Category archives for Conservation

Opinion: Protecting the Colorado Watershed’s Last Wild River

The Colorado River Basin is the hardest working and most threatened river basin in America. From headwaters high in the Rocky Mountains, the Colorado supplies water to industry, agriculture, and more than 30 million people across the Western United States. Before running its course its flow is so tapped, diverted, and dammed that it no…

Watch Skiers Come Face-to-Face With a Snow Leopard

While leading a group of skiers through delectably deep snow in northern India—the region’s unique “curry powder”—backcountry ski guide David Marchi nearly collided with one of the rarest of the big cats, a snow leopard. Fortunately, the next skier, Australian Owen Lansbury, had a video camera mounted on his helmet and captured the scene moments…

Opinion: A Neighbor’s Plea

Utah’s failure to enforce protections from coal-derived air pollution hurts the West. Last May, I stood on top of 13,824-foot Jagged Peak in Southwest Colorado’s Weminuche Wilderness, feeling good. My friends Ted and Christy Mahon and I had just completed the hundredth and final ascent of our Centennial Peaks Project, a seven-year effort to climb…

A Legendary Boiling River Flows Through the Amazon. Can It Be Saved?

As a kid growing up in Peru, Nicaragua, and Texas, Andrés Ruzo heard a legend about a boiling river deep in the heart of the Amazon. Years later in 2011, Ruzo, by then a geoscientist working on a thermal map of Peru, traveled by car, canoe, and foot to a remote swath of the Amazon…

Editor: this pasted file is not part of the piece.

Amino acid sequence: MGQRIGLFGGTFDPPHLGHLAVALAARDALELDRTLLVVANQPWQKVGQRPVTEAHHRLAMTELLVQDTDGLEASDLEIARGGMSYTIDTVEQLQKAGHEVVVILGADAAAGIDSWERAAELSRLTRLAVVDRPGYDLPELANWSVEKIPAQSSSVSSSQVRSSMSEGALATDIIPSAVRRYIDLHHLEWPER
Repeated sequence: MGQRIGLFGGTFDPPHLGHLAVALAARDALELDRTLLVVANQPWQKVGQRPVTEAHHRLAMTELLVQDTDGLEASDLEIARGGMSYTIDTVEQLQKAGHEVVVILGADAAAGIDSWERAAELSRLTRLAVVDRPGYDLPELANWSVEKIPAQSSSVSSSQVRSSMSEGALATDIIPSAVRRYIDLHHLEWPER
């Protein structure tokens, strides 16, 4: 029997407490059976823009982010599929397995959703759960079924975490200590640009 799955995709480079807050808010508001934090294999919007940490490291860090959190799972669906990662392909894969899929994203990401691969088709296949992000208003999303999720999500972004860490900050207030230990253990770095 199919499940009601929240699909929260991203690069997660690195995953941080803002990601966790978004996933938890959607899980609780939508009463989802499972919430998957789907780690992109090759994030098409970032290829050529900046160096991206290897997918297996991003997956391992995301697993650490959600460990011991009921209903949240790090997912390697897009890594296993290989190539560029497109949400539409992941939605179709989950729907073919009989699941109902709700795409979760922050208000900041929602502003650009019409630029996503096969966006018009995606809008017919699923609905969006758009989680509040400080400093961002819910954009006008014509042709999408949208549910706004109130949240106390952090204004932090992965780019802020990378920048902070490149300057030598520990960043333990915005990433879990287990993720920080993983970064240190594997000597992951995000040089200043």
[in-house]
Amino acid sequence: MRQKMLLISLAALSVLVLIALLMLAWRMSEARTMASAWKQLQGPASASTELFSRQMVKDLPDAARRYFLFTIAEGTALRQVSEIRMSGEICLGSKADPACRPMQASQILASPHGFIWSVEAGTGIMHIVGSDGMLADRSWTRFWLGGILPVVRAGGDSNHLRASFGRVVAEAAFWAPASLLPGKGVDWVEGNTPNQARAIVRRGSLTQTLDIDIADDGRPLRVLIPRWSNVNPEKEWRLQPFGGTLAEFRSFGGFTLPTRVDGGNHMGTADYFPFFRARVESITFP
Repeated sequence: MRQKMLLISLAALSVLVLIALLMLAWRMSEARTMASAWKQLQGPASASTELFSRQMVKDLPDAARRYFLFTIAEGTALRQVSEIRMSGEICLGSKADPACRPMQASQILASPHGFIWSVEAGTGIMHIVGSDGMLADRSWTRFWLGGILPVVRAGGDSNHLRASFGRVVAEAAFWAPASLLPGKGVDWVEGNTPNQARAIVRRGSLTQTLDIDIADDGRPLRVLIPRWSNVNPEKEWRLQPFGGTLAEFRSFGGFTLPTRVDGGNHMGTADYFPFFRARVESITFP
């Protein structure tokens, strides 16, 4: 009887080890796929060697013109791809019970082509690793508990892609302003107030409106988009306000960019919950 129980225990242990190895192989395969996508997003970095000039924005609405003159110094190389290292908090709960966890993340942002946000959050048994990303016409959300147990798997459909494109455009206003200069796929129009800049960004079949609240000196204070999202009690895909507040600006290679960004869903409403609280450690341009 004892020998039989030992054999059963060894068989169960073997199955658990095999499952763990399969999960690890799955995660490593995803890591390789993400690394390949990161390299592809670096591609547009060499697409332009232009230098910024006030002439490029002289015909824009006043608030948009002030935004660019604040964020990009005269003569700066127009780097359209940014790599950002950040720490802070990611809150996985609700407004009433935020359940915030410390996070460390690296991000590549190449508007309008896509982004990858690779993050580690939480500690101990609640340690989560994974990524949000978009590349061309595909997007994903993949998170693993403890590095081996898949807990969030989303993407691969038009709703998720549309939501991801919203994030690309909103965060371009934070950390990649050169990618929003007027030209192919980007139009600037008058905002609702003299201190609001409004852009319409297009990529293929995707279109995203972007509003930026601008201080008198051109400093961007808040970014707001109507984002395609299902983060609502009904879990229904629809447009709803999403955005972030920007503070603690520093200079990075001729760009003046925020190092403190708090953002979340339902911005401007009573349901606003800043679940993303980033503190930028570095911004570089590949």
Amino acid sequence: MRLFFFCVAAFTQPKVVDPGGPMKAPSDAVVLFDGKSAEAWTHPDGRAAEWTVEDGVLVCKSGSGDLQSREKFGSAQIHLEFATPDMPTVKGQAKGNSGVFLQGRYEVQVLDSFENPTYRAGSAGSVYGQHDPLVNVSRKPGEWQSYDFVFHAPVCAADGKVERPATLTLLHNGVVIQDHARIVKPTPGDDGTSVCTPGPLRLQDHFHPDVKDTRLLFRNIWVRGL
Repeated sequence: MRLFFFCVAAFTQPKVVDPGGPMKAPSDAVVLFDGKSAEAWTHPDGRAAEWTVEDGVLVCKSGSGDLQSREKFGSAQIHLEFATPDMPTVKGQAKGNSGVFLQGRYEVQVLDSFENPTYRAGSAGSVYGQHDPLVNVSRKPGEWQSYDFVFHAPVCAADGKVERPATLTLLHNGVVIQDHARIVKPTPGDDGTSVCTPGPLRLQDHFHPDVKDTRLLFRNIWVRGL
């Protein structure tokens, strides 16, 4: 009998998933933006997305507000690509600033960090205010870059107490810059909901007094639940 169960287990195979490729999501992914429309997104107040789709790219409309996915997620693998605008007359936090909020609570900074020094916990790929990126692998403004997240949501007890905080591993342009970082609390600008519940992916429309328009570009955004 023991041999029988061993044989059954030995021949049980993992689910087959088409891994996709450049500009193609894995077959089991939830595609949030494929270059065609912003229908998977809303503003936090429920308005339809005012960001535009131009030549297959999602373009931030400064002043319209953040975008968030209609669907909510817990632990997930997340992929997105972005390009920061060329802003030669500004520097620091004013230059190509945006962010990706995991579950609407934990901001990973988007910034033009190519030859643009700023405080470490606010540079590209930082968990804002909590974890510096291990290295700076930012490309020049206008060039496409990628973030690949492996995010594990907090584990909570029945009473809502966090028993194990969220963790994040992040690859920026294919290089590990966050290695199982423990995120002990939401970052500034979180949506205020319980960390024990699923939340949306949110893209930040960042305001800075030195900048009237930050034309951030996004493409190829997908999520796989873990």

Dancing With an Octopus, or Why We Need Human Exploration

Introducing Way Finding, a new column about our sense of wild places A few months ago, I needed to talk to someone about failure. Not failure generally, but a specific form of human failure. I was thinking about how we—meaning, I suppose, humanity—had given up on ourselves by offloading certain vital, very human work to…

Home on the Ranch: Saddling Up With Hawaii’s Cowboys

I’m glad I didn’t ask the paniolos, or Hawaiian cowboys, to wear flower leis and cowboy hats. That’s a huge pet peeve of theirs. I was in Hawaii for the Waimea Ocean Film Festival, where I was showing Unbranded, a documentary I produced about four guys, included me, who rode 16 wild mustangs across the…

The Best Adventure Films of 2015

This year, we saw adventure films rise above the expected action and adrenaline to tell rich stories of the triumph of the human spirit. With abundant winter storm warnings across the country, what better time to cozy up on the couch with some of the year’s best—after your powder turns and hot tub soaks, of course.…

Watch: See What Inspired National Park Champion Doug Tompkins

Last week outdoor community icon and conservationist Doug Tompkins died in a kayaking accident in Chile (read “Insiders Recount Efforts to Save North Face Founder“). But his legacy and leadership will live on. Watch this tribute to see what inspired his work, then read memories from his friends, including adventurer Jeff Johnson, surfer Dan Malloy, and our…

A Year in the Wilderness: Thanksgiving in the Boundary Waters – Week 9, Post #4

Our 65th day in the Boundary Waters gave us an excuse to celebrate on two accounts. We mused over breakfast that we will be in the Wilderness for 300 more days. More importantly, we were celebrating Thanksgiving in the Wilderness. We have been looking forward to Thanksgiving for several weeks and the stuff sack full…

Our Historic Chance to Protect the Grand Canyon

I’ll never forget the first time I laid eyes on the Grand Canyon. It was late fall of 1974 and I was driving back east to New York after two months of rock climbing and living in Yosemite Valley, California. I had been behind the wheel of my old VW Bug for most of the…